The question ‘What makes a great or classic snowboard movie?’ is a tough one to answer. What made a shred flick great 20-years ago doesn’t really register any more. The Mack Dawg formula was perfect until it  was dated out by the Internet. The reviews for Travis Rice’s Red Bull funded extravaganza The Fourth Phase weren’t exactly stellar through no fault of his own. So unlimited budget and insane talent don’t make a movie an instant classic either. Robot Food made some bangers, but feel short on their attempt at a doc. It’s tough out there.

As White Lines brought up, “… mistaking the routine challenge of gathering next level material for an engaging narrative in its own right. The thing is: how snowboard films are made is often not that interesting.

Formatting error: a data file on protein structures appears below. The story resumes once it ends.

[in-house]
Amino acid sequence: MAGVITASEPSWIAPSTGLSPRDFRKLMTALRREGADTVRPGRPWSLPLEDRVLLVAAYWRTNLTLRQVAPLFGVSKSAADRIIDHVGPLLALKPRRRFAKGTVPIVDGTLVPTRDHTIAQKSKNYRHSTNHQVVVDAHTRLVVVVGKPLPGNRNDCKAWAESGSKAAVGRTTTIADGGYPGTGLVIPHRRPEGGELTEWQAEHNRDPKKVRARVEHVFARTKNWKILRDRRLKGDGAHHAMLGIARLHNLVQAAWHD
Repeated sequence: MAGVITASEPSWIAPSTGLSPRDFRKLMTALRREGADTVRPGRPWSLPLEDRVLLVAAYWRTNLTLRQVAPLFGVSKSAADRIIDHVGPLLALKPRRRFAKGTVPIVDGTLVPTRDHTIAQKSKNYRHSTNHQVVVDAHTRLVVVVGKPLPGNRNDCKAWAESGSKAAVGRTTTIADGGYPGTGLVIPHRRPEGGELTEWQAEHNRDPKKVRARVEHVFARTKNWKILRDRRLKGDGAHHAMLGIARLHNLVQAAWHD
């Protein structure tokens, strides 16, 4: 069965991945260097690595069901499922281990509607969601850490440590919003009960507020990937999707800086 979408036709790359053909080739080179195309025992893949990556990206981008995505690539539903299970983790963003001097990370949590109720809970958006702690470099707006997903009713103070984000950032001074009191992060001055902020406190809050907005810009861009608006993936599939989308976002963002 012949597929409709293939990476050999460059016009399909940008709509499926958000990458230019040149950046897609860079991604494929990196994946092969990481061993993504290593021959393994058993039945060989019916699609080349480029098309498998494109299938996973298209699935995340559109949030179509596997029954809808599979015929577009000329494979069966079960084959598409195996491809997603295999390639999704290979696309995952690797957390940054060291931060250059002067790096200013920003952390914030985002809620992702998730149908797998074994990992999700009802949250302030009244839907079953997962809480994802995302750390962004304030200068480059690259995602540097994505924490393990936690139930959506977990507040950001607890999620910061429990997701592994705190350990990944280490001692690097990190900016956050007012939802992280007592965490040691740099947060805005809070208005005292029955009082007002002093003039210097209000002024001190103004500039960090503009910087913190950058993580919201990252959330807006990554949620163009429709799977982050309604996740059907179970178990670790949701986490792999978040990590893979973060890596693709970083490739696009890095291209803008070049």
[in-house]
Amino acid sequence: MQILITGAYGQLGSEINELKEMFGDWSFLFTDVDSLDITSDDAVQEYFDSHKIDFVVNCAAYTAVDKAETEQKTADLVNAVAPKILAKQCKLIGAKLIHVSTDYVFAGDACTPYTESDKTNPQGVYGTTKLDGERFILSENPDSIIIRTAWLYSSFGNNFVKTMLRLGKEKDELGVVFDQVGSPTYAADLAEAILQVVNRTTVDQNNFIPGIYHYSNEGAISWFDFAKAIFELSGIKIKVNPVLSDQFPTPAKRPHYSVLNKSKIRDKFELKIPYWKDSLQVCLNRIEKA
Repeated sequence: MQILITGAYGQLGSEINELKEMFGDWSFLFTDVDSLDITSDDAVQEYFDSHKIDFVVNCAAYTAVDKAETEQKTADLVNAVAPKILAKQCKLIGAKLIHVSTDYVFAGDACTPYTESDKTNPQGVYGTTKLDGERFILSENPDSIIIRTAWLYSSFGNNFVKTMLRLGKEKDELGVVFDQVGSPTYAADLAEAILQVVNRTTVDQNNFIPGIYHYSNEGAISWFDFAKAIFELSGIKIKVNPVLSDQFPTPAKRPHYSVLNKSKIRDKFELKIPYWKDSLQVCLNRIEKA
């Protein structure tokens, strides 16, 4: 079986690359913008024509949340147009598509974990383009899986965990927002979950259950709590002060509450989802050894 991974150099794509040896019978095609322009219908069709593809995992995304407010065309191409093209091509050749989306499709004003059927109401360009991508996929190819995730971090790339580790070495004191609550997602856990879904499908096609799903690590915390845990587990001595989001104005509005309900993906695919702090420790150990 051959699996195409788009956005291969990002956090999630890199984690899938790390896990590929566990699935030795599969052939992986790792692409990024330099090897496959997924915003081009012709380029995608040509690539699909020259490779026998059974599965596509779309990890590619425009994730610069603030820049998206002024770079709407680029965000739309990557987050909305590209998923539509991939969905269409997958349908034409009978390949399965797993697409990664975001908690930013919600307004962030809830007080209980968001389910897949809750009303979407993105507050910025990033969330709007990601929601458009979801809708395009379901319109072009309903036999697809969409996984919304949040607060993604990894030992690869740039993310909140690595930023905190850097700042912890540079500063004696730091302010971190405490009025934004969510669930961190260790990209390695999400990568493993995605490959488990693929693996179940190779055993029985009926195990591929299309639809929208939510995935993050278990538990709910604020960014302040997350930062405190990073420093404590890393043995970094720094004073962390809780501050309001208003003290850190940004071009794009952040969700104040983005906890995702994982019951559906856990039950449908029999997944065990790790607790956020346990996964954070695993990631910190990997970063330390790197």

It’s true. And it’s the trap that The Fourth Phase and many other snowboard movies have fallen victim to. As video crews keep making movies they get blinded to this fact and want to get across the pains and triumphs of the process behind making the movies. Mostly, we don’t care. We want the bangers!

So with this being said, could The Eternal Beauty Of Snowboarding be the greatest snowboarding documentary of all time? I’m certainly going to watch it to find out.

 

French photographer-cum-director Jérôme Tanon premiered a film last Thursday that might just be the final word in snowboarding documentaries. After 50 minutes of smiles, cheers and laughter there is literally nothing left to say about how and why these glorified stuntmen do what they do.”

 

Click over to WHITE LINES for the review on The Eternal Beauty of Snowboarding as well as a general overview of snowboard movies place in our culture in general. 

 

 

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